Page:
CCCC Natural Chef grad finals in national baking contest
PITTSBORO - Central Carolina Community College Natural Chef graduate Scott Goldsmith has created his own recipe for success - and a tasty one it is.
Goldsmith's recipe for gluten-free banana chocolate raisin bread has earned this retired attorney a spot as one of 36 finalists in the California Raisin Marketing Board's 5th Annual "America's Best Raisin Bread" competition.
"I am a culinary student competing against baking students," Goldsmith said of his success so far. "Having made it to the finals really validates my training and skill level."
"I am really proud of him," said CCCC Chef Regina Minter, the culinary instructor who encouraged Goldsmith to enter the competition. "He took the initiative to enter the contest and hopefully he'll win the whole thing."
Open only to baking professionals and student bakers, the competition requires contestants to create an original recipe using California Raisins and then submit that recipe along with color photographs of both the whole bread loaf and of cross sections of a cut loaf.
Goldsmith submitted his recipe for the best wholesale/commercial raisin bread category, one of three student categories that also include best artisan raisin bread and best breakfast item.
Special awards will be given in each category for whole-grain and gluten-free recipes.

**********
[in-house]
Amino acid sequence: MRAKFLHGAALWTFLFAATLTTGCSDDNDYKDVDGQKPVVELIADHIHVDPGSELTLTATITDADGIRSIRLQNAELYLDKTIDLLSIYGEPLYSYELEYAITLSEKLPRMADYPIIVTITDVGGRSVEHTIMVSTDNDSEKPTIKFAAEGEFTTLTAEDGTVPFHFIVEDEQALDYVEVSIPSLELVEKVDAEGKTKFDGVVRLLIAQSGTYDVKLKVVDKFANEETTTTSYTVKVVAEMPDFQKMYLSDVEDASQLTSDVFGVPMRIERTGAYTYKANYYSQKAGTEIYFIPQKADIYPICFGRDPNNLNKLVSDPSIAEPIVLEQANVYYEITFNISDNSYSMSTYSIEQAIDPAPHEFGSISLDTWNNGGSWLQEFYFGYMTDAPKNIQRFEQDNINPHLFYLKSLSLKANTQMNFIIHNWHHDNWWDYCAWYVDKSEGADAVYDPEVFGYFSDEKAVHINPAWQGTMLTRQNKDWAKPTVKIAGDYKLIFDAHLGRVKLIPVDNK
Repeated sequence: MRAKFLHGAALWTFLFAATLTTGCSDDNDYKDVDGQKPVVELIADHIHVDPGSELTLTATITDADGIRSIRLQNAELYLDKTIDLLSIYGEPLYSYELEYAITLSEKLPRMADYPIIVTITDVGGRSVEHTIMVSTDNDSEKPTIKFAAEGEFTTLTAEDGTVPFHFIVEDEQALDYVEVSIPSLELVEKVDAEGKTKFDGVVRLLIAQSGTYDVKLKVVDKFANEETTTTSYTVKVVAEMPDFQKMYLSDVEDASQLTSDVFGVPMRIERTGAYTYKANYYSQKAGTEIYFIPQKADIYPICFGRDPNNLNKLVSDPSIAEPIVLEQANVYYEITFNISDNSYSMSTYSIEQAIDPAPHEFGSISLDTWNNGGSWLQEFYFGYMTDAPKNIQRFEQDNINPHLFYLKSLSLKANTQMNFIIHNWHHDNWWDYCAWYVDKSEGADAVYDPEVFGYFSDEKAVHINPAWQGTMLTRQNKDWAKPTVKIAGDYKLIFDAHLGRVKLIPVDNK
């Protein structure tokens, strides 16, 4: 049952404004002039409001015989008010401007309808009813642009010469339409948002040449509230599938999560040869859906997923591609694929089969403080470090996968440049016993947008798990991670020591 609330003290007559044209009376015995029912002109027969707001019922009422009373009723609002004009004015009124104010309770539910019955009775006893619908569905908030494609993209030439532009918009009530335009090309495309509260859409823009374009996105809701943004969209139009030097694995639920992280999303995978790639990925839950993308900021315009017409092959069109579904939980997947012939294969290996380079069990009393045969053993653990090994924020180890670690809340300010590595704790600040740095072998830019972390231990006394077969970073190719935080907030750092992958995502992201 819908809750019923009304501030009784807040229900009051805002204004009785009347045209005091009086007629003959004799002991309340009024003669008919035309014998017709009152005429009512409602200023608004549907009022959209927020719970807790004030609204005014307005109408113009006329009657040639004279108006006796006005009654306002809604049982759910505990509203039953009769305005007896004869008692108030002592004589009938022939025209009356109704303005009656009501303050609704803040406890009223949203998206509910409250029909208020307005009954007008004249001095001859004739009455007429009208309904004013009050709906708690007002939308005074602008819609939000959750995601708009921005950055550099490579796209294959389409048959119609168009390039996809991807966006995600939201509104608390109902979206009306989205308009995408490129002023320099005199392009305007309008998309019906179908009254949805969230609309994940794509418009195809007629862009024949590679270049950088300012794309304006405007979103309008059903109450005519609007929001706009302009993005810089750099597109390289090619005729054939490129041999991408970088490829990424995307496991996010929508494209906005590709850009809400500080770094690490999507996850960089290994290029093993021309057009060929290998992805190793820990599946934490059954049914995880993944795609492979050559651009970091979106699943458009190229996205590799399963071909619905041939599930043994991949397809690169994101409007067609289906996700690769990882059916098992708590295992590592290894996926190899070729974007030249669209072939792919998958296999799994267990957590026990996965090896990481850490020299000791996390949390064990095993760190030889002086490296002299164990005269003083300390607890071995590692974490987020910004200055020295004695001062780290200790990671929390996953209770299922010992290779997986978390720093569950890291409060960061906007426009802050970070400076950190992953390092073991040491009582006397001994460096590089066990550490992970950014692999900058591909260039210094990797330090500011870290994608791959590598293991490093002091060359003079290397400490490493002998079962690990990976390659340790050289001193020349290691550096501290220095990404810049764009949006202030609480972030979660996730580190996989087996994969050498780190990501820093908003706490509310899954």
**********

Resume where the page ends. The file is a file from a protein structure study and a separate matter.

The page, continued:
About his own gluten-free recipe, Goldsmith said: "Many of the gluten-free breads on the market are mealy and not very tasty. By creating a banana chocolate raisin bread, I could create a soft and tasty bread with a lot of flavor."
Goldsmith will fly to the American Institute of Baking in Manhattan, Kan., for a final bake-off on Oct. 11-13. Finalists will bake the breads on-site and the breads will be judged on appearance, originality, taste, and value. There will be 12 winners: nine professionals and three students.
In the meantime, Goldsmith reported that he is using his culinary skills for various volunteer projects: "Currently, I bake sugar-free desserts for Meals-on-Wheels and volunteer doing prep work for the cooking classes at A Southern Season" [a gourmet specialty store in Chapel Hill].
He said, "My volunteer work also includes assisting in the preparation of a cookbook to raise money for the CORA SNACK [Summer Nutritional Assistance for Chatham Kids] program." This program provides weekday meals during summer break for Chatham County school children who qualify for free and reduced lunch.
Goldsmith describes himself as "a retired attorney who has always enjoyed cooking and baking." The pastime led him to the CCCC Natural Chef program at the college's Chatham County Campus, which he "undertook to bring [his] cooking skills to a higher level."
Beginning as a non-credit student in summer 2011, Goldsmith officially enrolled in the Natural Chef program in fall 2011. He graduated with his certification in August.
The CCCC Natural Chef Certification program is a culinary arts continuing education program specializing in sustainability and nutrition. Its operations train students in many areas, including culinary skills, whole foods, sanitation, and customer service.
"The program has a terrific facility and experienced chefs," Goldsmith said. "The students in the program take it seriously and work quite hard, and the chefs expect you to work and produce. Getting through the program requires a commitment, but if you are willing to work at it, it is a rewarding experience."
For more information about Central Carolina Community College's Culinary Arts and Natural Chef programs, visit www.cccc.edu/curriculum/majors/culinaryarts.
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